The year began at Shady Pond with the planting of Field E; the field nearest the tree farm entrance. That project proved to be one of those 'good news/bad news' events. The bad news was two major order errors; the first was made by one of our nurseries in Georgia and the other at our nursery in Washington State. Because of the planting technique we use such shipping errors quickly become catastrophic problems. Since we plant the rows in sequence, the location of row C, for instance, determines the location of row D. And if the trees designated for planting in row C are not on site then an empty row has to be included in order to plant the remainder of the field. This is not a happy situation. It took nearly 2-weeks to complete the planting of Field E, a task normally completed in a day and a half; frustrating but all's well that ends well.
Now the good news. several hundred test Leylands were planted in Field E. We had observed that one of the Leighton Green Leylands growing in that field prior to its renovation appeared to be significantly disease resistant. And since those of us who have handled Leylands over long time periods theorize that some genetic variation seems evident despite the fact that they are clones, we decided to propagate the special Leighton Green. Yes, believe it or not, we actually cloned a clone. With help from Gray Anderson, a fellow grower with the nursery facilities needed for propagation, about 800-plants from the special tree were rooted. And interestingly, Shady Pond's share of the little trees were planted in the same field that was home to the source tree. The remainder were made available to competent growers in Louisiana, Mississippi and Alabama for further observation. This project certainly qualifies as fun stuff and may well produce positive results not only for the Christmas tree industry but the landscape industry as well.
As usual, 2015 passed with lightning speed and Christmas time is here once again. So we hope to see each of you again at this magical time of year.
Christmas Tree Varieties:
March 1 was a cold day late last winter. That Sunday I was working in the garage adjoining the main house and spent the morning completing a tedious repair on the pressure washer used to clean the Christmas tree equipment. Removing the mixture of pitch and foliage tissue that builds up on the machinery is no easy task. It adheres to surfaces like glue and is extremely corrosive due to its natural acidity. Early on we learned that ordinary cleaning devices had little effect on the tree residue. But extremely hot water applied at very high pressure removes the gooey coating nicely. We use a large pressure washer with an output of 105 HP. It sprays water near the boiling point at a pressure of 1800 PSI and is far beyond the cleaning equipment commonly seen at the 'big box' stores. You dare not use it on your house or there would be nothing left.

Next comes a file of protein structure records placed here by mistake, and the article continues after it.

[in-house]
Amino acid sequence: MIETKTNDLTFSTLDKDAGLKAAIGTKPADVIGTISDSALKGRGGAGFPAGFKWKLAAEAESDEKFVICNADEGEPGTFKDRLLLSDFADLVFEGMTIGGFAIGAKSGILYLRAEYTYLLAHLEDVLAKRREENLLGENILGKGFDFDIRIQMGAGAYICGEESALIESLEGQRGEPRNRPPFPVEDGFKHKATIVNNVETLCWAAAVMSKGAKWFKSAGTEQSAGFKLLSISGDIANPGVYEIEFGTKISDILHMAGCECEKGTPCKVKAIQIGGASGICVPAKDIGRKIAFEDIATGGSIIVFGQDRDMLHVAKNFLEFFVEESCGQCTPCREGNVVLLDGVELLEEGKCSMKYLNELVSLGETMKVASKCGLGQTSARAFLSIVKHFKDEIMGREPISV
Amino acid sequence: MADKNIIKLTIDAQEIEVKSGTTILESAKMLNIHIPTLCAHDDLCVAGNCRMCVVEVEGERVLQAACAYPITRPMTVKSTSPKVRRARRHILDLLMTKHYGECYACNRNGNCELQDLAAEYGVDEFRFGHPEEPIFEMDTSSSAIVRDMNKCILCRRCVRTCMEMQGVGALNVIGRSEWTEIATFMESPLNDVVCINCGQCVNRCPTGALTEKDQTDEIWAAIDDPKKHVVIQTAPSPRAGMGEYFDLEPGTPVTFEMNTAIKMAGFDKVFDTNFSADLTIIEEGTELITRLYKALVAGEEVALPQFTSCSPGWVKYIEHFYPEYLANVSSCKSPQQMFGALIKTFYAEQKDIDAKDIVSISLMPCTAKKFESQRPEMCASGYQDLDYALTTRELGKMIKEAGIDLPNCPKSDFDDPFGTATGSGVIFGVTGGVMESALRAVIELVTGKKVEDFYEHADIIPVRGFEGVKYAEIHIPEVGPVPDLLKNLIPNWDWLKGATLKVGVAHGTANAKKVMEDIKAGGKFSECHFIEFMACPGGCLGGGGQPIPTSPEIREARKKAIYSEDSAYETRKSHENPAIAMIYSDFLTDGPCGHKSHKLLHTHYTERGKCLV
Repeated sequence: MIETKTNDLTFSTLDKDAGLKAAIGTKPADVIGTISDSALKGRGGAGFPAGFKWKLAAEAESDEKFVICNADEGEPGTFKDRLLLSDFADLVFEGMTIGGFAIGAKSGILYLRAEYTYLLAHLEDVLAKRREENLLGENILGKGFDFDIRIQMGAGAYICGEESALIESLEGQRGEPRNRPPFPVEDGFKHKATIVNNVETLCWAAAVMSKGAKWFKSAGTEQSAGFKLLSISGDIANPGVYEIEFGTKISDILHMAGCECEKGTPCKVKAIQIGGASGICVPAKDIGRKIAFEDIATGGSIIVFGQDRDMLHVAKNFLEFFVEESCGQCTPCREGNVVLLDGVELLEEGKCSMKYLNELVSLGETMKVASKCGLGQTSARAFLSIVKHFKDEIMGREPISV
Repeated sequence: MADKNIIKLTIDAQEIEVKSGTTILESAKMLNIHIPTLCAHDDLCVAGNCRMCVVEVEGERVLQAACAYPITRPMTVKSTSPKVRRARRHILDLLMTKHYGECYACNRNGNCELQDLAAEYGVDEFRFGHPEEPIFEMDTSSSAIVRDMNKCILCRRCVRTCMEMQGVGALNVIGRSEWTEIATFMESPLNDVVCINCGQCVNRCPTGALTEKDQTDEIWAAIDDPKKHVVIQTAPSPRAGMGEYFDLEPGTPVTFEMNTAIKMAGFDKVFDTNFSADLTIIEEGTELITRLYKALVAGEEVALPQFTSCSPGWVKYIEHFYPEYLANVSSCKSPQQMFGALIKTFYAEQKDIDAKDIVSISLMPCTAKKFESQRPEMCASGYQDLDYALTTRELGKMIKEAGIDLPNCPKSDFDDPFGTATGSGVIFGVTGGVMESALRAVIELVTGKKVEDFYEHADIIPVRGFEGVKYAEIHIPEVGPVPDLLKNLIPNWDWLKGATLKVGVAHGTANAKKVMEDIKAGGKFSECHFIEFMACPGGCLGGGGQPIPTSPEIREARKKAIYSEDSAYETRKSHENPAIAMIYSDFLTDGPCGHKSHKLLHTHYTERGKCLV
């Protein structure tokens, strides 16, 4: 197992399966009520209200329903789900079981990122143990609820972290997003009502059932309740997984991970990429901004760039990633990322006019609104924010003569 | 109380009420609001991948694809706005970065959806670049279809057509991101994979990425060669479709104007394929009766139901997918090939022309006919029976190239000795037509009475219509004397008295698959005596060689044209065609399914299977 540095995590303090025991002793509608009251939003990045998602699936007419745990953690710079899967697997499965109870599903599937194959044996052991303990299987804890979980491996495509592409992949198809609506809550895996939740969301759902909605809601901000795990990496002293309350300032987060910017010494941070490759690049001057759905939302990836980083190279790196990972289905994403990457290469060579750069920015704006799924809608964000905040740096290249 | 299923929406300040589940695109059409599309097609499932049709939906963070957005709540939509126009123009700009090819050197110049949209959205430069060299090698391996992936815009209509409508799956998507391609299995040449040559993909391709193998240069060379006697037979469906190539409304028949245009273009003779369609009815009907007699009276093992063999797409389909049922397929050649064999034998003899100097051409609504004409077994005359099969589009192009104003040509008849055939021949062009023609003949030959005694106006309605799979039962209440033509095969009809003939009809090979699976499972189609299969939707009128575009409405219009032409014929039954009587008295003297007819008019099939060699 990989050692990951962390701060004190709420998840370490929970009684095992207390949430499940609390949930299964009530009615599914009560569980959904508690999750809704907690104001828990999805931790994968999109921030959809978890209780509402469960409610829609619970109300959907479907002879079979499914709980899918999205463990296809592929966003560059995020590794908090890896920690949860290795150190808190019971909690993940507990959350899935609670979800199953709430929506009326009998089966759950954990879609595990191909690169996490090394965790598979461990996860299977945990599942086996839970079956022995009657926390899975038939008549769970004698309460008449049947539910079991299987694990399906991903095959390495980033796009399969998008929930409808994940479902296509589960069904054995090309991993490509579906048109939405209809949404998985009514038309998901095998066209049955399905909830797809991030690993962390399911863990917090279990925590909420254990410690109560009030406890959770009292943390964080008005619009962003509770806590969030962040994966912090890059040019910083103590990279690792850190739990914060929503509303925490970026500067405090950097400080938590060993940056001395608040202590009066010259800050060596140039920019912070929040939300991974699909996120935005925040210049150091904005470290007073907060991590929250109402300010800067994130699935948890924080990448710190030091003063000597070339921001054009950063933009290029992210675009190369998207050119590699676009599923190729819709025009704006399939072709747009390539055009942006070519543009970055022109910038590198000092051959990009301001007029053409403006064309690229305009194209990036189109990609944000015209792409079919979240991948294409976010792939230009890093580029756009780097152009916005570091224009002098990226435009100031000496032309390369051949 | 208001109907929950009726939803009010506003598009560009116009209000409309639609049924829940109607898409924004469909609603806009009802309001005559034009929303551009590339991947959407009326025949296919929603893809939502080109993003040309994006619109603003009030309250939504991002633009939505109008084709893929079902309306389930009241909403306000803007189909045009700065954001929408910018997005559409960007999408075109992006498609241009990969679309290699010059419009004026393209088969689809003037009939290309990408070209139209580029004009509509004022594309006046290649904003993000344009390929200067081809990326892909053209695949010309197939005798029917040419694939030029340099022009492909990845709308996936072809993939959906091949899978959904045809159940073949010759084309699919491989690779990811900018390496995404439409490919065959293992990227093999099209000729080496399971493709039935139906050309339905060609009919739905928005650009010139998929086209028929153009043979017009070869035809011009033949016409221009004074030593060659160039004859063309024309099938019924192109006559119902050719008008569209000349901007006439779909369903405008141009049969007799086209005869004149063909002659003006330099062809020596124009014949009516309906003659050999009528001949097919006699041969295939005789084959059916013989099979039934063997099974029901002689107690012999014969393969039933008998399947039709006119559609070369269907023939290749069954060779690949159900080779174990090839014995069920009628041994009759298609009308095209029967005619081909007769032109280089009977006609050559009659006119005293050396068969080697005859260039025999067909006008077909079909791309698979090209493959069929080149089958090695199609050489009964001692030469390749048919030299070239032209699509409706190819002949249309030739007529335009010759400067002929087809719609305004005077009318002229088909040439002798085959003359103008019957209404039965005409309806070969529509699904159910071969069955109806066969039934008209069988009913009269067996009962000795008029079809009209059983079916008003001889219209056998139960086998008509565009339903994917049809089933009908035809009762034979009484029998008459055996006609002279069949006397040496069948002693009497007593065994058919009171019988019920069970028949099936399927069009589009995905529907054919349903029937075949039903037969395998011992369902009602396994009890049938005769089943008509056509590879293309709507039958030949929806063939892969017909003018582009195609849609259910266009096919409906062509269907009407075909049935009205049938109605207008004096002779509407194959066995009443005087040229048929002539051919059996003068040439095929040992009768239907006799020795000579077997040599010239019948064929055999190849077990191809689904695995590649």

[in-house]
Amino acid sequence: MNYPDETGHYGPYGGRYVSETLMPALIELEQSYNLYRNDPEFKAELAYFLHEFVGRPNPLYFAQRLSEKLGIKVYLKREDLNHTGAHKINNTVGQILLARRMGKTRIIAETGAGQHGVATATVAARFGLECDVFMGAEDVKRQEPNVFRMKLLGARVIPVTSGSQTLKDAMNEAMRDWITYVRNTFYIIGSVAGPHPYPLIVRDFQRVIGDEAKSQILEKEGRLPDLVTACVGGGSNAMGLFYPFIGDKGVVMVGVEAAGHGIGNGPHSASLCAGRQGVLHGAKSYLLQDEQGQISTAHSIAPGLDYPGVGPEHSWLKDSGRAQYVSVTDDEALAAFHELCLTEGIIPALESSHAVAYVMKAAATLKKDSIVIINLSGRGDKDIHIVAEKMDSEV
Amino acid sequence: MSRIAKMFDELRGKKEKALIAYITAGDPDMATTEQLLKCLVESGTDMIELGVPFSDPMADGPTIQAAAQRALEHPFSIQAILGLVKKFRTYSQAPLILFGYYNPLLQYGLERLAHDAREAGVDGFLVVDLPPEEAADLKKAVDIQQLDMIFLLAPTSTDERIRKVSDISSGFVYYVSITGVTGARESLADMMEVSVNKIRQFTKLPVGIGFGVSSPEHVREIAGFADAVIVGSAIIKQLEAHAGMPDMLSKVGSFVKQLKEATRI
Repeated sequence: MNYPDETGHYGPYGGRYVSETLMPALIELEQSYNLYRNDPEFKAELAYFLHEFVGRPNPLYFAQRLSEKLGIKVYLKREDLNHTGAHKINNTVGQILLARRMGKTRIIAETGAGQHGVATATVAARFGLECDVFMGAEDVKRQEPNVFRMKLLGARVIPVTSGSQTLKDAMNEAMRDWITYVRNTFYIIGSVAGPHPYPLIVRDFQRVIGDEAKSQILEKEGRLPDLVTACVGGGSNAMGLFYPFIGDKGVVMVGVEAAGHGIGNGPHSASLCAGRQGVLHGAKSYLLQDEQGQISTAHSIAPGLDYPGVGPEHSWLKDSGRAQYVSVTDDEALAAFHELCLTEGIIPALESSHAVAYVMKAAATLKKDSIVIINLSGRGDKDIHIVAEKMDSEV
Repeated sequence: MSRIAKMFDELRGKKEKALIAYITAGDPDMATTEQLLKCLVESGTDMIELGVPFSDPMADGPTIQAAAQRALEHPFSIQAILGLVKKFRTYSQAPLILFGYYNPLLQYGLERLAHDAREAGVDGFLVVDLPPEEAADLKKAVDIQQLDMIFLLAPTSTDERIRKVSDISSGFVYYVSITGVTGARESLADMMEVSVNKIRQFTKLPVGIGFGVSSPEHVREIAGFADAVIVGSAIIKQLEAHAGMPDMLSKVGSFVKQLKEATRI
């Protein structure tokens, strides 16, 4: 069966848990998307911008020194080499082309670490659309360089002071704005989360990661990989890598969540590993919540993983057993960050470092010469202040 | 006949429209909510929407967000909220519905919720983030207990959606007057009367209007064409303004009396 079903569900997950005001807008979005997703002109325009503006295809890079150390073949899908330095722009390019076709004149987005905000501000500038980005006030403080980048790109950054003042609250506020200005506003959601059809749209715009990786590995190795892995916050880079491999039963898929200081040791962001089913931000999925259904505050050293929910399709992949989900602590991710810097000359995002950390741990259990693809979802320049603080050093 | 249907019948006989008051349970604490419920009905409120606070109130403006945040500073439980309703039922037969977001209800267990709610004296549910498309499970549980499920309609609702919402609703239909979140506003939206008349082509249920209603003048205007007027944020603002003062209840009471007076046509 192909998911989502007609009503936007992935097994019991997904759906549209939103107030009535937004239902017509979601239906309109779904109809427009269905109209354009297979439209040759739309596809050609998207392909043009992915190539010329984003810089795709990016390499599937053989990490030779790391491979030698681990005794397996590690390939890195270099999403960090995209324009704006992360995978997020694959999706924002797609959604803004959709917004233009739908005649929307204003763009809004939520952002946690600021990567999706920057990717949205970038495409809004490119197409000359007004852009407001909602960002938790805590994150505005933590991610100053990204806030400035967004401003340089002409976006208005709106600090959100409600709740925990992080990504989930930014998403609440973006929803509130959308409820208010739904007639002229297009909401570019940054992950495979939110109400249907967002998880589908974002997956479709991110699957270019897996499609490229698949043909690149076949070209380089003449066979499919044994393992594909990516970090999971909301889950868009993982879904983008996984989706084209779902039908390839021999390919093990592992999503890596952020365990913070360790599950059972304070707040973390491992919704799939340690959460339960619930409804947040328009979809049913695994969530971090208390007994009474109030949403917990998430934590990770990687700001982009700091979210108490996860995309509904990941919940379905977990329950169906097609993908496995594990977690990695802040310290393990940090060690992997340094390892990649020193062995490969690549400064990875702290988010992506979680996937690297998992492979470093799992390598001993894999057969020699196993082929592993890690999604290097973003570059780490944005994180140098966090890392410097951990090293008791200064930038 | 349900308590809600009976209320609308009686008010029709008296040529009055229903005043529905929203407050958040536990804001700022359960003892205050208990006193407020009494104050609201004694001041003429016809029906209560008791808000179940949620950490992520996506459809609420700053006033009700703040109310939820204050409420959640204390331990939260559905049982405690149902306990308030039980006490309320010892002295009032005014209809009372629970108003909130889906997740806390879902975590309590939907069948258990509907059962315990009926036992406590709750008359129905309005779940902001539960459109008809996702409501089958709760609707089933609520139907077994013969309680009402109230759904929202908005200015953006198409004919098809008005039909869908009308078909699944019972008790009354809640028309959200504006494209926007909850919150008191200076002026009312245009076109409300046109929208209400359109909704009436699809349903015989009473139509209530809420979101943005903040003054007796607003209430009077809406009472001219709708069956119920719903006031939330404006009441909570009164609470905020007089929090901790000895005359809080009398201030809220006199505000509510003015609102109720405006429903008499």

I had discovered a crack in one of the bus bars supplying electrical power to the burner ignitor. This is a critical component that ignites a finely atomized mist of diesel fuel that heats the water after it is pressurized. The replacement of the bus bar was more than a bit nerve-racking since the ignitor operates at 10,000 volts. And any ignitor overhaul includes realignment of the electrodes to obtain the correct spark gap and spark location just above the diesel mist. But such things are part of my world and all went well.
After having lunch I completed the necessary testing and performance verification, and busied myself wrapping and storing high pressure hoses and over-sized power cords. And as I picked-up screwdrivers and wrenches, I heard a splash in the pond a short distance away. Now splashes in the pond are common and rarely deserve investigation. But this splash sounded odd. Rather than the sharp crisp sound of a fish strike, it sounded soft and somewhat muffled. It was more like the sound of a seat cushion or life preserver thrown in the water while boating.
I leisurely made my way to the bank of the pond and when I arrived there I could not believe my eyes. There was a Bald Eagle in the pond. Now, we Gernons have remained at Shady Pond for more than a half century and there has never been so much as a distant sighting of a Bald Eagle much less one visiting at ground level; not ever. The Eagle was in the water and his position was truly bewildering. He had his immense wings fully extended as if he were soaring but he apparently had done so in the water to keep himself afloat. He attempted to fly over and over again but was unable to do so. Things did not look good. The Eagle seemed to be in big trouble. My heart sank. Was he injured? Had he been shot? Had he been electrocuted flying through power lines? Or, had he eaten some pesticide contaminated prey? I tried to think of as many scenarios as I could. And would it be possible for me to devise a plan quickly to help this wonderful and elegant product of nature?
With flight clearly out of reach, the Bald Eagle began to paddle with his wings. The elusive Bald Eagle was actually doing the breast stroke. Although his success in swimming was greater than in flying, it was extremely labored. The prognosis was still quite grim. He would paddle a bit then rest, and paddle a bit more then rest again. He was slowly heading to shore, and to me. Believing that his apparent willingness to tolerate close human contact had to be driven by some compelling need, my concern for his condition worsened; but only for a moment. Because the big bird decided to attempt flight one final time. It worked. And those powerful wings lifted him above the water ever so slightly. But it was just enough to keep going. And as his legs and talons emerged from the pond the reason flight, and even swimming, had been such a struggle became instantly clear. I had no idea the pond had fish in it quite that large. Positive identification of the Eagle's catch was difficult under the circumstances but it seemed to be a really big largemouth bass.